September 19, 2017 — Last week we found out that one of the nation’s largest credit monitoring services, Equifax, had been hacked. The credit records of 143 million Americans were compromised, including in most cases their social security numbers, addresses, birth dates, credit ratings and sometimes a lot more – basically the keys to the scamming kingdom. Since then the company is being investigated because there was an earlier hack not disclosed, and corporate insiders might have traded ahead of the public release of information.
If you have been wondering if you were one of those whose
credit info is now available to the highest underworld bidder – yes you probably were. After all the U.S. population is 323 million, so statistically you have just under a 1 in 2 chance of being affected. This article will show how to find out for sure, and what to do.
Find out if your information was exposed
The Federal Trade Commission is providing some useful on this hack at Equifax Data Breach, What to Do. It provides a link at Equifax to where you can determine if your data was affected. Once you get there:
Click on the “Potential Impact” tab and enter your last name and the last six digits of your Social Security number. Your Social Security number is sensitive information, so make sure you’re on a secure computer and an encrypted network connection any time you enter it. The site will tell you if you’ve been affected by this breach (if you are curious, yes, your Editor’s record was breached).
Whether or not your information was exposed, U.S. consumers can get a year of free credit monitoring and other services from Equifax. The site will give you a date when you can come back to enroll. Write down the date and come back to the site and click “Enroll” on that date. You have until November 21, 2017 to enroll.
Of course if you take advantage of the Equifax free monitoring service it means you are trusting them not to blow it again. Many people have reservations about doing that.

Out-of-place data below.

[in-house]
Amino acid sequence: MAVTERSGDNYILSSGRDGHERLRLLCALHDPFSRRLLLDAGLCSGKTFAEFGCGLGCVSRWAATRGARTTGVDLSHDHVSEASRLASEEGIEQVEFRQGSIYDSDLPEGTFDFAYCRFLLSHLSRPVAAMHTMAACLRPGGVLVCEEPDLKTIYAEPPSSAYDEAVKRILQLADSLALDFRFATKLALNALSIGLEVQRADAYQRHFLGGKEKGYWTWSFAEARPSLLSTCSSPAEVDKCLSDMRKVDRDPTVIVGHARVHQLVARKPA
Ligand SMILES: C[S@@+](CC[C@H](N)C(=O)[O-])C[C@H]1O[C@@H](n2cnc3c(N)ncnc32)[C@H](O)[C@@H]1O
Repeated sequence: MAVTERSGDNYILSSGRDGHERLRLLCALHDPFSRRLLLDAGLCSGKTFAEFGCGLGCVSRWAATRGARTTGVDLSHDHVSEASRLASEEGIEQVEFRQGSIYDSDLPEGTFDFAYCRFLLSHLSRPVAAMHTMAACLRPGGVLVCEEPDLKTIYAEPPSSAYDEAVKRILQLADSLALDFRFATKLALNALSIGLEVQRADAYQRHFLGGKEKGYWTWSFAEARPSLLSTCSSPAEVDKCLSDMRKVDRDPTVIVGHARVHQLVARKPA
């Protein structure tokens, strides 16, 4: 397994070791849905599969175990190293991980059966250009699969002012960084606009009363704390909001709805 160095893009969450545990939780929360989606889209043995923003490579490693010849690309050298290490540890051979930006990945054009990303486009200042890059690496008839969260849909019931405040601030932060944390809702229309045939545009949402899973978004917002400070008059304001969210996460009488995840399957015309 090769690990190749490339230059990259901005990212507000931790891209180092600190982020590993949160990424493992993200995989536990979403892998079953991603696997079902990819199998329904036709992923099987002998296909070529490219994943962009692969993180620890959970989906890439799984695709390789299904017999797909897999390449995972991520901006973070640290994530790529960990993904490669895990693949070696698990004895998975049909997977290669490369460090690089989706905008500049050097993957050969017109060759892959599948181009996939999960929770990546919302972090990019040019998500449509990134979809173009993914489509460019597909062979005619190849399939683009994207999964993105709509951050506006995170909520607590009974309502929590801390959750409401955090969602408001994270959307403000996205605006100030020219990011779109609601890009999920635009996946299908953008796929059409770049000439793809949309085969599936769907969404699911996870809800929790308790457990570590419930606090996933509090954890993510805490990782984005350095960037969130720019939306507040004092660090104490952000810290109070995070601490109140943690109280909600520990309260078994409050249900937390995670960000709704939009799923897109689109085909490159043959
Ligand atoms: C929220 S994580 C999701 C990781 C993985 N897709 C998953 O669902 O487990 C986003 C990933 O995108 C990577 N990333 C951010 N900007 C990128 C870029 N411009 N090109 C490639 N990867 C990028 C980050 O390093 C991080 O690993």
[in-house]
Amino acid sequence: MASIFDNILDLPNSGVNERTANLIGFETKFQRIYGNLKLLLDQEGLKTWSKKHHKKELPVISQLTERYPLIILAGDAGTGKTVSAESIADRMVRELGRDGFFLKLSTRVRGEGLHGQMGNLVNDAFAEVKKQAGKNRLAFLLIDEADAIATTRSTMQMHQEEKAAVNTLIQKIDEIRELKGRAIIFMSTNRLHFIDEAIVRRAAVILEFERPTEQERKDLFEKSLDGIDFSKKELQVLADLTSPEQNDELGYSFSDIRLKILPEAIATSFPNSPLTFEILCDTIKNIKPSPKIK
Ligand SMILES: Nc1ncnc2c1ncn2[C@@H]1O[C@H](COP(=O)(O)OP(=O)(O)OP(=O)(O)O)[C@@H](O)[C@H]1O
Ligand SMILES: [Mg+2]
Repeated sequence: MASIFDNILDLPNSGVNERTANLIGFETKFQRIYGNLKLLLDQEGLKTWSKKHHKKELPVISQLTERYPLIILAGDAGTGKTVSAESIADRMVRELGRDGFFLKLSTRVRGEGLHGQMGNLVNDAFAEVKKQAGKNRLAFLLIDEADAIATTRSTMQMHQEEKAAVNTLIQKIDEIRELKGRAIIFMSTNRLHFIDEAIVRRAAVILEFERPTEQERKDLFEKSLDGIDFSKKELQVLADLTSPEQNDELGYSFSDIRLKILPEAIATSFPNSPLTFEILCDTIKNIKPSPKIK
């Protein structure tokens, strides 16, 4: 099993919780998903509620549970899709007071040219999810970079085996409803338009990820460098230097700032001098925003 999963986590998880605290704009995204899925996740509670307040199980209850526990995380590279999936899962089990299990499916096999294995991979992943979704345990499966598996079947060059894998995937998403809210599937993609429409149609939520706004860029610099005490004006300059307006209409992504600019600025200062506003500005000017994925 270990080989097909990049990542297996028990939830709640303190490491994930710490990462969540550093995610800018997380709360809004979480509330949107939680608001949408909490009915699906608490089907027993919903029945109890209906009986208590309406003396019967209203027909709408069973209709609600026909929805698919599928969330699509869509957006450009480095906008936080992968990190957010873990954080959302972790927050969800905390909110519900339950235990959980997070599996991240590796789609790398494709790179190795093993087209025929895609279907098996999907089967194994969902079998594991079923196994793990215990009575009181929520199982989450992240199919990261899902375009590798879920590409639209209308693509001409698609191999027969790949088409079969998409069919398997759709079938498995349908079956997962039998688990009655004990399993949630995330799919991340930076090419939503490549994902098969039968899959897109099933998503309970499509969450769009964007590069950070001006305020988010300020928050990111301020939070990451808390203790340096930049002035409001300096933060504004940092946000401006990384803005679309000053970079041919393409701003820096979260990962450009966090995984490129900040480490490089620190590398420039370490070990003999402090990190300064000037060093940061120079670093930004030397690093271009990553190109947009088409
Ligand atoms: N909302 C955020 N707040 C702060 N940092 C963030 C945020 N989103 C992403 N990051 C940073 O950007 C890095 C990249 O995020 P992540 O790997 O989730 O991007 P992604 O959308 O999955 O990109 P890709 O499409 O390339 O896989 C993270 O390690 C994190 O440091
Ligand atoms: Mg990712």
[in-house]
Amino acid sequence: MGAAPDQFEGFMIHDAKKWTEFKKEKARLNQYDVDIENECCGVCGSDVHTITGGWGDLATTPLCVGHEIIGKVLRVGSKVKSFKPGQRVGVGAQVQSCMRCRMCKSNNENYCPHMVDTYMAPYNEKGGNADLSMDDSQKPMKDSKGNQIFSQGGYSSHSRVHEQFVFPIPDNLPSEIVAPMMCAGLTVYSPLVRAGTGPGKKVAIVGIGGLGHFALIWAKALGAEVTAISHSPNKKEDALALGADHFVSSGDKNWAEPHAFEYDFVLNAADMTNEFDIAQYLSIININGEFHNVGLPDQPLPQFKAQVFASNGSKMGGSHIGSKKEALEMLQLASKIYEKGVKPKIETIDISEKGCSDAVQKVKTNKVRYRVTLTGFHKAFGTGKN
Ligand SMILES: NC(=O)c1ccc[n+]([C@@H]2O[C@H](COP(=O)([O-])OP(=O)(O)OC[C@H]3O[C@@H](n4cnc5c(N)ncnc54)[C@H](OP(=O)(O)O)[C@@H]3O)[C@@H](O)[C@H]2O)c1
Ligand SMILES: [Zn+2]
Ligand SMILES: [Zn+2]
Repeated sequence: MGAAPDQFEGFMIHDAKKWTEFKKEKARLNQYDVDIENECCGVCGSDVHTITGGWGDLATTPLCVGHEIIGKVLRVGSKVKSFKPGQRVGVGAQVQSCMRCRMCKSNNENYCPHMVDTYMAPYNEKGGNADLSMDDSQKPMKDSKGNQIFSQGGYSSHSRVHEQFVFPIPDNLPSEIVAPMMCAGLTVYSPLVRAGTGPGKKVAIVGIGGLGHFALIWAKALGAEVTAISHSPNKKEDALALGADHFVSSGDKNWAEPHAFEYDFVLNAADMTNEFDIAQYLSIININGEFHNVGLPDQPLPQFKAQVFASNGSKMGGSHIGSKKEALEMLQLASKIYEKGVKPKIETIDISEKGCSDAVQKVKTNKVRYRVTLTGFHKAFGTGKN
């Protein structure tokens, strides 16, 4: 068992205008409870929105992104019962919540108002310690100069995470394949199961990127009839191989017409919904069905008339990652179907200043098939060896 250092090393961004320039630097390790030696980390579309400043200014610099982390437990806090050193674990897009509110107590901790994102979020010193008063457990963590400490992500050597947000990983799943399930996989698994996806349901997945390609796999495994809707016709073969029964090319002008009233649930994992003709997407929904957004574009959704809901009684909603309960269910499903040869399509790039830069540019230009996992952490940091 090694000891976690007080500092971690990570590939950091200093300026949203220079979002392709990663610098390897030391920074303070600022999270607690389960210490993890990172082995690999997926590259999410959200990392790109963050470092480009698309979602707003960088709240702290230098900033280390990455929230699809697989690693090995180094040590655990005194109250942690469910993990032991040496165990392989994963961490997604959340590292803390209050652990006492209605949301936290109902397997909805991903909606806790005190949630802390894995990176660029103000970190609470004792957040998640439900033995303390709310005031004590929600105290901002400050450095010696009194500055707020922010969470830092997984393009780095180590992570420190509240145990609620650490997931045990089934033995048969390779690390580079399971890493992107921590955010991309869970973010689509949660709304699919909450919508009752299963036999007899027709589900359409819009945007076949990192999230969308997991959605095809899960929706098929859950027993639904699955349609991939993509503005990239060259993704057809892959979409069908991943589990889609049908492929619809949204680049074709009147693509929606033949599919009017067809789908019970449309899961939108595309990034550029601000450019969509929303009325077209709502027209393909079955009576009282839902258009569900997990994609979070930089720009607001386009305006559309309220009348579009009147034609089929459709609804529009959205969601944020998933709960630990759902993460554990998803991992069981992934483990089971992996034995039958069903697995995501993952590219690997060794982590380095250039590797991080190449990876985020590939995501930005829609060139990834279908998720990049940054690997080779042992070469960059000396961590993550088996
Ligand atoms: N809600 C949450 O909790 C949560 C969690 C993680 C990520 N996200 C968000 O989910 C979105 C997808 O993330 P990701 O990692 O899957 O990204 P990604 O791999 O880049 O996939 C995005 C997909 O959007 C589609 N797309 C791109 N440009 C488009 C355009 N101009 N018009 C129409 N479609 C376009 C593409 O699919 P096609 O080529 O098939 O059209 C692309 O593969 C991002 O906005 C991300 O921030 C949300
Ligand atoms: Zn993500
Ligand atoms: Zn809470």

Here are some other options the FTC is recommending:
– Check your credit reports from Equifax, Experian, and TransUnion — for free — by visiting annualcreditreport.com. Accounts or activity that you don’t recognize could indicate identity theft. Visit IdentityTheft.gov to find out what to do.
– Consider placing a credit freeze on your files. A credit freeze makes it harder for someone to open a new account in your name. Keep in mind that a credit freeze won’t prevent a thief from making charges to your existing accounts. You can lift the freeze if you want to apply for a new credit card or loan, and then reinstate if after you are approved.
– Monitor your existing credit card and bank accounts closely for charges you don’t recognize. Opt for a text message alert every time your card is used.
– If you decide against a credit freeze, consider placing a fraud alert on your files. A fraud alert warns creditors that you may be an identity theft victim and that they should verify that anyone seeking credit in your name really is you.
– File your taxes early — as soon as you have the tax information you need, before a scammer can. Tax identity theft happens when someone uses your Social Security number to get a tax refund or a job. Respond right away to letters from the IRS (but never phone calls, people who call you saying they are the IRS are scammers).
Other fraud tips
Unfortunately, guarding against fraud is now a full-time job in the Internet age. In other articles we provide some other ideas on how to protect yourself (see end of article).
Autopays. Putting as many of your recurring bills on autopay is a great convenience, particularly if you travel a lot or are a snowbird. A friend told us about a really great idea to dedicate a separate credit card for those payments. You never take the card out of the house, so the chances of this card getting hacked are lower. Then you can avoid the problems we have had when we had to contact and change the credit card for every one of our online payments, sometimes getting late fees along the way or declined charges. Another idea is to use autopay using ACH withdrawals from your bank account, which is less likely to get hacked.
Comments? Do you have tips on what to do about the Experian breach, or other ideas on how to avoid fraud. Please share your thoughts in the Comments section below.